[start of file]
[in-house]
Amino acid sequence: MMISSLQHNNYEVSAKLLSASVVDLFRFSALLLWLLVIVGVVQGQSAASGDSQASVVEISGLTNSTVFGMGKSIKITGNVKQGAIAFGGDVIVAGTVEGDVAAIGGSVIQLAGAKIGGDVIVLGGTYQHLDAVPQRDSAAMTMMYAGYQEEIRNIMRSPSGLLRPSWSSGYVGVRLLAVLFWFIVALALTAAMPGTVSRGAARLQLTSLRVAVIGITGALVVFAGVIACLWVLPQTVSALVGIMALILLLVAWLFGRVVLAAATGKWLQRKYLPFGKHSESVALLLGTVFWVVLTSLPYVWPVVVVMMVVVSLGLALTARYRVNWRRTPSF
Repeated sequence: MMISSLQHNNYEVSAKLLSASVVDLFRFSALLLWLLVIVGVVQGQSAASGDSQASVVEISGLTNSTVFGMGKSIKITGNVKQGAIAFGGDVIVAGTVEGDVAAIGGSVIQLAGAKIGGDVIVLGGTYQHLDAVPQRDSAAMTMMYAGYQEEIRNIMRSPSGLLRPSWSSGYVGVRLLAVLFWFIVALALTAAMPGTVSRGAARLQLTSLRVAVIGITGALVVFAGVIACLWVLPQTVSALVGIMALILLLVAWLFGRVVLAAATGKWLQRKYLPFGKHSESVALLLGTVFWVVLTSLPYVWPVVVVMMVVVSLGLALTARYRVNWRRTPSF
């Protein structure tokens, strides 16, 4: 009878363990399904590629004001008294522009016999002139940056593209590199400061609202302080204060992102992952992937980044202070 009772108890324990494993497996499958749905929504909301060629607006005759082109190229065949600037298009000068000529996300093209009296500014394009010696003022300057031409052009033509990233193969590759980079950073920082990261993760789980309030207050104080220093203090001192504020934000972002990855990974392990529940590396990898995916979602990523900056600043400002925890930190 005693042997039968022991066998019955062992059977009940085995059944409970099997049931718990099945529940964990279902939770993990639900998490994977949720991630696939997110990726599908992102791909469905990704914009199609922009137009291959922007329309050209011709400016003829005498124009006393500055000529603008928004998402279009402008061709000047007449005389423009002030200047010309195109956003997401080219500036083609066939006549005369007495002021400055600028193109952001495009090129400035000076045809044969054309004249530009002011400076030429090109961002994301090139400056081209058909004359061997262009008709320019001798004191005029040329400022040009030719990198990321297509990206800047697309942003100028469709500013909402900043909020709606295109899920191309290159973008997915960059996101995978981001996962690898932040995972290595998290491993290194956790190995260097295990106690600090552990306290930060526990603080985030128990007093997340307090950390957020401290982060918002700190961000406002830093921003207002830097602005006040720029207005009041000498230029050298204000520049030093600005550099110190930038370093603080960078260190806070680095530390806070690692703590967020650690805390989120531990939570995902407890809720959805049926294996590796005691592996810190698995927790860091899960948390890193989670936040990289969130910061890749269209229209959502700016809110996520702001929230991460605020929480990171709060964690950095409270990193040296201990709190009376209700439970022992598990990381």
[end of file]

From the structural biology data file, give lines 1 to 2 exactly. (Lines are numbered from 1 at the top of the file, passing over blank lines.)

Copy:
[in-house]
Amino acid sequence: MMISSLQHNNYEVSAKLLSASVVDLFRFSALLLWLLVIVGVVQGQSAASGDSQASVVEISGLTNSTVFGMGKSIKITGNVKQGAIAFGGDVIVAGTVEGDVAAIGGSVIQLAGAKIGGDVIVLGGTYQHLDAVPQRDSAAMTMMYAGYQEEIRNIMRSPSGLLRPSWSSGYVGVRLLAVLFWFIVALALTAAMPGTVSRGAARLQLTSLRVAVIGITGALVVFAGVIACLWVLPQTVSALVGIMALILLLVAWLFGRVVLAAATGKWLQRKYLPFGKHSESVALLLGTVFWVVLTSLPYVWPVVVVMMVVVSLGLALTARYRVNWRRTPSF